"If we want to fix the economy, the first thing we've got to do is repeal the Bush tax cuts and pull back our military expenditures to Clinton level expenditures. .... Let’s take the money from Halliburton, and KBR and the big oil companies."
Leave it to Van Jones to expose the immorality and the lack of solutions of the progressive ideology.
Obviously, companies should not be stolen from to pay for the debt accumulated through the very Statist policies forced on the population that Jones himself endorses (1, 2 - for example). Jones is simply showing his communist colors with that statement, as if it is moral in the least to simply confiscate funds from private companies (no matter how big or supposedly evil) for any reason.
Jones' plan to "fix the economy" also includes (surprise, surprise) raising tax rates and is no solution either. To quote Murray Rothbard, "curing deficits by raising taxes is equivalent to curing someone's bronchitis by shooting him. The 'cure' is far worse than the disease." The idea that the people must have more of their property stolen because the government does not have funds is clearly immoral and does not address the fundamental problem that government spends too much in the first place.
However, if Jones is half-right about anything it is that the US militarism must be cut. Where he misses the mark is that militarism has to be actually cut: as in all of the troops in Iraq, Afghanistan, Europe, Asia and Africa need to come home and stop spending their paychecks on the economies of foreign nations; money needs to be spent frugally and wisely on defense/weapons; and all foreign aid must end. Many to most conservatives gasp at the thought of cuts in the military; in fact, "cutting the military" seems to be a rallying cry for the conservative base. However, cutting military spending is a necessary element to the actual limiting of the federal government. As Randolph Bourne wisely said, "war is the health of the State." A quick overview of history backs this claim. Anyone interested in limiting the size of the State will be interested in cutting the military - at the very least scaling back the military used in overseas intervention as opposed to what is used in the actual defense of the nation.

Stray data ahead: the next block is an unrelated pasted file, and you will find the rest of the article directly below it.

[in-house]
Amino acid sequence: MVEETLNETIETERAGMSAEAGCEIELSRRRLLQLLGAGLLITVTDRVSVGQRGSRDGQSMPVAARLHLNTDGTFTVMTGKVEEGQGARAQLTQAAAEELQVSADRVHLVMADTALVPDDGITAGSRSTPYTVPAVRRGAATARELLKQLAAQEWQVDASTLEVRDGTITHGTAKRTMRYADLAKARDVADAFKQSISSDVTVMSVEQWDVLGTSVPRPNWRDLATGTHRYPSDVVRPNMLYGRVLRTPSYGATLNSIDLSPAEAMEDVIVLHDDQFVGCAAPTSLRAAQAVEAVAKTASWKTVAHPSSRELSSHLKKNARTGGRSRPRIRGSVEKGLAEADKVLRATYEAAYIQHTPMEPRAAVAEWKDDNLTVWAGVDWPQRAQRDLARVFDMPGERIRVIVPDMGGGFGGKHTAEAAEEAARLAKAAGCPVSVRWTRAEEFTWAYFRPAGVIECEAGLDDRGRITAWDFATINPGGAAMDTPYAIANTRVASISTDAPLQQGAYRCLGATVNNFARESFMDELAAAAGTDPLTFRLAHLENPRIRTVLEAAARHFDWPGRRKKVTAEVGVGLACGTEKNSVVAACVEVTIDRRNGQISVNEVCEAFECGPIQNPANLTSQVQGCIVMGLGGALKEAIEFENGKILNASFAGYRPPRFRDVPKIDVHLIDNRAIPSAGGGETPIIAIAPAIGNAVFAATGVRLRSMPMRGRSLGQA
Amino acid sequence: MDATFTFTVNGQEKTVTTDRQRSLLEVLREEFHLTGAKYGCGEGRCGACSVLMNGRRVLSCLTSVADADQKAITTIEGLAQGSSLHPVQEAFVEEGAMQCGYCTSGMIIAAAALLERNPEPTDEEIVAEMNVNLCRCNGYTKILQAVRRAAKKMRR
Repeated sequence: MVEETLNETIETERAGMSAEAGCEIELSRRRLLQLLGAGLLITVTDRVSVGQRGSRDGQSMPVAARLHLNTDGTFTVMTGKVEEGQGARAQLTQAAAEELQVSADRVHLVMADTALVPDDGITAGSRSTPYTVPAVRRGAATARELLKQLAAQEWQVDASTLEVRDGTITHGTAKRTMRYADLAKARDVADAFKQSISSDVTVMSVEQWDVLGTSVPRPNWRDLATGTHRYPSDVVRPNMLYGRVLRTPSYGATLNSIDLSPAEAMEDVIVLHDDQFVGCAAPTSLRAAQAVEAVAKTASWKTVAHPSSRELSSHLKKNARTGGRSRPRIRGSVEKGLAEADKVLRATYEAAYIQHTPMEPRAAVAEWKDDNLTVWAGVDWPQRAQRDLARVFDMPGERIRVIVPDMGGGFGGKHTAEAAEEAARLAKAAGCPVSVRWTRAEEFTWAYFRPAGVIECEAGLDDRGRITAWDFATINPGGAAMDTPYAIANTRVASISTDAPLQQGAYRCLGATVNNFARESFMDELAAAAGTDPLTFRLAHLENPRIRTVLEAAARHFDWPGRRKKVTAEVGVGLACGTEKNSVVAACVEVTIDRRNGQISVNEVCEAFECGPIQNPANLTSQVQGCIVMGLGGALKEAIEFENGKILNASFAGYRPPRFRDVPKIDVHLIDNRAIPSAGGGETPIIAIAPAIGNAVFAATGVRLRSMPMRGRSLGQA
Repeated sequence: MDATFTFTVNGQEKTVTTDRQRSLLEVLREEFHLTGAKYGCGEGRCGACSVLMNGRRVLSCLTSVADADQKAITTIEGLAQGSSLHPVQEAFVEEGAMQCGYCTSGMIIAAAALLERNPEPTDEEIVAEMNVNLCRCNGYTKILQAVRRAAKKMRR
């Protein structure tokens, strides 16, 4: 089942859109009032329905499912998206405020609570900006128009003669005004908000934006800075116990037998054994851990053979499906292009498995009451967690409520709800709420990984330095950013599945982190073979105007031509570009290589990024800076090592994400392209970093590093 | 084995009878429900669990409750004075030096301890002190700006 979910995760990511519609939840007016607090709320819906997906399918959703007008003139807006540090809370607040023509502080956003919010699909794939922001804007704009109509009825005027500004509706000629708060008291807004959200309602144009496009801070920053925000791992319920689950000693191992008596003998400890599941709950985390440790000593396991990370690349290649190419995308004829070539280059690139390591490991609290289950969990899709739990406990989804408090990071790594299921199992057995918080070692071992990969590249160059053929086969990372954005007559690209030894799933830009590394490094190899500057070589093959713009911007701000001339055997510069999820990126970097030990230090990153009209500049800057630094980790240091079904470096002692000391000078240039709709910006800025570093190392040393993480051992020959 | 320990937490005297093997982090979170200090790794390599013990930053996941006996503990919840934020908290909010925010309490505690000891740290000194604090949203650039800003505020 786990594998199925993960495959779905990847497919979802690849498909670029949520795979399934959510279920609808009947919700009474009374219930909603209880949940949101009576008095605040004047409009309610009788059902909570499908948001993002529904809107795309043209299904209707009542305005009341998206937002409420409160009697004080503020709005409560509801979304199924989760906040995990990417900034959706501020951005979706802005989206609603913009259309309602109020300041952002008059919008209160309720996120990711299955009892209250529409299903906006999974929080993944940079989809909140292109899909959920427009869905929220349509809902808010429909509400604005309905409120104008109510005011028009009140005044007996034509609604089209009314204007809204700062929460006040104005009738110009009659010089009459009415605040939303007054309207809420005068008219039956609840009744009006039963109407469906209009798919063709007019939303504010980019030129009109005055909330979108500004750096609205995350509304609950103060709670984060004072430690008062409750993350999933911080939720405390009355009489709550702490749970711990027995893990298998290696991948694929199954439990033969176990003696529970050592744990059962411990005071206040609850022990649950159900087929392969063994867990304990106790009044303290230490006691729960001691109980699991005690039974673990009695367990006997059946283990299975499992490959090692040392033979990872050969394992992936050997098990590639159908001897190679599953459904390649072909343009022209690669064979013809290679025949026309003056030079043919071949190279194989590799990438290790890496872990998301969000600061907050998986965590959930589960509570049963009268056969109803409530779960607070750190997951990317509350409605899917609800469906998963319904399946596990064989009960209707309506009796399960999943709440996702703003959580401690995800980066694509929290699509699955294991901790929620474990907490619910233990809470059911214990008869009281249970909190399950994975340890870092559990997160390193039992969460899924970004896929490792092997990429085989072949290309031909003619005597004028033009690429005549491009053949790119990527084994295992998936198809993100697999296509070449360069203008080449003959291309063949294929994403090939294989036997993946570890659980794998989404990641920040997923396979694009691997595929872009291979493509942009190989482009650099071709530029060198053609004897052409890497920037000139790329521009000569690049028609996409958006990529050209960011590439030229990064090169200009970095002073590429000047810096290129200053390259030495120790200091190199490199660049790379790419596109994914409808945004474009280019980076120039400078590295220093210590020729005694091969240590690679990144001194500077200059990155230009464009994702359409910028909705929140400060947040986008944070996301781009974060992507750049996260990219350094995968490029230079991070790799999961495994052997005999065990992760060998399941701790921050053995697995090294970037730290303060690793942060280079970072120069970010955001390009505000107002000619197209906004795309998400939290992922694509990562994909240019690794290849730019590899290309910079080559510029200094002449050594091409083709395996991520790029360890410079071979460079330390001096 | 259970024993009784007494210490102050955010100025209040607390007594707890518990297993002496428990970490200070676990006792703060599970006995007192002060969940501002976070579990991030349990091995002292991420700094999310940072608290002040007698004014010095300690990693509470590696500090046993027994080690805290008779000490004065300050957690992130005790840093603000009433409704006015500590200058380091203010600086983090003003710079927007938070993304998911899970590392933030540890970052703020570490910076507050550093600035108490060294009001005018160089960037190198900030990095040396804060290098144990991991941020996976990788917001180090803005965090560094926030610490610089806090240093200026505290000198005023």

Naturally, Jones is not interested in actually cutting militarism; he simply wants to cut back military spending to Clinton-era levels while not actually limiting the government's military power. The military budget of the 1990s was much smaller than it is today but it still allowed Clinton to make the conflicts in the Balkans and East Timor worse and to kill half a million Iraqi children with his interventionist foreign policy. Cutting general military spending to that of the Clinton-era does nothing to prioritize national security over interventionism.
If the fiscal cliff is to be avoided, spending is to be kept under control and the federal government is to become limited in power and scope (which, of course, Van Jones could not care less about), the solution seems simple. The government could save much more money a lot faster and easier, therefore starting on a path to fiscal sanity, by cutting military spending (not to be confused with the defense of US borders), ending all foreign aid to every nation in the world, ending all subsidies to every industry and ending entire government programs. Perhaps the best place to start saving money is to slash Congressional paychecks! Of course, I doubt many leftists would agree to any of this.